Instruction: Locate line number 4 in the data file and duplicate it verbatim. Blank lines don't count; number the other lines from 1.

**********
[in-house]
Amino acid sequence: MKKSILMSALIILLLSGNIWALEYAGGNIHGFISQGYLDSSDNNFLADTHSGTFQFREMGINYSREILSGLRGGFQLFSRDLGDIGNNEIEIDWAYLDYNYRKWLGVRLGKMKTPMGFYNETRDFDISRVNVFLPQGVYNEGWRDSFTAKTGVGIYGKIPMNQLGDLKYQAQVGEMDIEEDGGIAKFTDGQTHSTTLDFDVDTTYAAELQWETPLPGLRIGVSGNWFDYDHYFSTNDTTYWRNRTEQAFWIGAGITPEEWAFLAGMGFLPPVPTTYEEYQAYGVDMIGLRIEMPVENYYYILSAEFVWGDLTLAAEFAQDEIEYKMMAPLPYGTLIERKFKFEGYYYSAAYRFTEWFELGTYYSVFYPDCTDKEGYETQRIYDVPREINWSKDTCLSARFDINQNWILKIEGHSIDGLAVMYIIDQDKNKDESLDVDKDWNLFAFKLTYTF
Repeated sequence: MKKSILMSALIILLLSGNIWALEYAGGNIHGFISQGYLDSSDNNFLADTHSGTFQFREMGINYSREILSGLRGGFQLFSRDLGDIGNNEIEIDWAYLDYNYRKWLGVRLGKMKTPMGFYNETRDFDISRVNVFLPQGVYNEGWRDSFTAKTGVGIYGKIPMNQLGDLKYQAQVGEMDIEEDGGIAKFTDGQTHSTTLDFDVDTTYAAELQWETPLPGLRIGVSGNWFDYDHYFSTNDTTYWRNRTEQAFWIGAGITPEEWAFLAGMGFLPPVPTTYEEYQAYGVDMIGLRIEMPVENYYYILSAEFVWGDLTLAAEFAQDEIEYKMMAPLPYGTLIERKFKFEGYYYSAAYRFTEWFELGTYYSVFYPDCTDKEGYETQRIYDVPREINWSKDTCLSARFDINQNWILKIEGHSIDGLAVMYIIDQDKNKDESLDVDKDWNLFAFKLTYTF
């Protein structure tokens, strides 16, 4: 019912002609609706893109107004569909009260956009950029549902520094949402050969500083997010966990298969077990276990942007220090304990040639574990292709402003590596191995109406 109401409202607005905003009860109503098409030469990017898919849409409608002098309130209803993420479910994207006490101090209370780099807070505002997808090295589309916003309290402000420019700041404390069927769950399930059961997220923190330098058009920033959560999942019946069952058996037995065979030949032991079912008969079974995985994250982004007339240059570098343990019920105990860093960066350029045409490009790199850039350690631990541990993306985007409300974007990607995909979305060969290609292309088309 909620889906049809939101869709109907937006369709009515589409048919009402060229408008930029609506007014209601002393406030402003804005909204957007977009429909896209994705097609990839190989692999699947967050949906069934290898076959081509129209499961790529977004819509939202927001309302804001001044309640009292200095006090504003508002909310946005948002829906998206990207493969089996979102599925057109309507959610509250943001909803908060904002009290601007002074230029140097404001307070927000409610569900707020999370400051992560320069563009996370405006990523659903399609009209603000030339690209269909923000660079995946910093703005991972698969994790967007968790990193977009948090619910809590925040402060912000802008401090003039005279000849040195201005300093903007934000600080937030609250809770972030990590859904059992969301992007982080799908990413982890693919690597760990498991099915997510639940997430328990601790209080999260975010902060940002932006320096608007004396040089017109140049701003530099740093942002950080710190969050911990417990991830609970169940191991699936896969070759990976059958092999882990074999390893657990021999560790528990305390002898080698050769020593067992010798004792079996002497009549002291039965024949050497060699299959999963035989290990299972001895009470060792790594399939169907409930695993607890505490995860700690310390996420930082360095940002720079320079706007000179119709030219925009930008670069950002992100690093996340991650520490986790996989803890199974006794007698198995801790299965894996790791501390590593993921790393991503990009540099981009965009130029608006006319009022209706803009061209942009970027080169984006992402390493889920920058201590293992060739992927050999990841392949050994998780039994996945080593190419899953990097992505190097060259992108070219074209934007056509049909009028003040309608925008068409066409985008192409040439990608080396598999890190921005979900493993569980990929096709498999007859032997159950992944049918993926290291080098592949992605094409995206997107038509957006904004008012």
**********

């Protein structure tokens, strides 16, 4: 019912002609609706893109107004569909009260956009950029549902520094949402050969500083997010966990298969077990276990942007220090304990040639574990292709402003590596191995109406 109401409202607005905003009860109503098409030469990017898919849409409608002098309130209803993420479910994207006490101090209370780099807070505002997808090295589309916003309290402000420019700041404390069927769950399930059961997220923190330098058009920033959560999942019946069952058996037995065979030949032991079912008969079974995985994250982004007339240059570098343990019920105990860093960066350029045409490009790199850039350690631990541990993306985007409300974007990607995909979305060969290609292309088309 909620889906049809939101869709109907937006369709009515589409048919009402060229408008930029609506007014209601002393406030402003804005909204957007977009429909896209994705097609990839190989692999699947967050949906069934290898076959081509129209499961790529977004819509939202927001309302804001001044309640009292200095006090504003508002909310946005948002829906998206990207493969089996979102599925057109309507959610509250943001909803908060904002009290601007002074230029140097404001307070927000409610569900707020999370400051992560320069563009996370405006990523659903399609009209603000030339690209269909923000660079995946910093703005991972698969994790967007968790990193977009948090619910809590925040402060912000802008401090003039005279000849040195201005300093903007934000600080937030609250809770972030990590859904059992969301992007982080799908990413982890693919690597760990498991099915997510639940997430328990601790209080999260975010902060940002932006320096608007004396040089017109140049701003530099740093942002950080710190969050911990417990991830609970169940191991699936896969070759990976059958092999882990074999390893657990021999560790528990305390002898080698050769020593067992010798004792079996002497009549002291039965024949050497060699299959999963035989290990299972001895009470060792790594399939169907409930695993607890505490995860700690310390996420930082360095940002720079320079706007000179119709030219925009930008670069950002992100690093996340991650520490986790996989803890199974006794007698198995801790299965894996790791501390590593993921790393991503990009540099981009965009130029608006006319009022209706803009061209942009970027080169984006992402390493889920920058201590293992060739992927050999990841392949050994998780039994996945080593190419899953990097992505190097060259992108070219074209934007056509049909009028003040309608925008068409066409985008192409040439990608080396598999890190921005979900493993569980990929096709498999007859032997159950992944049918993926290291080098592949992605094409995206997107038509957006904004008012």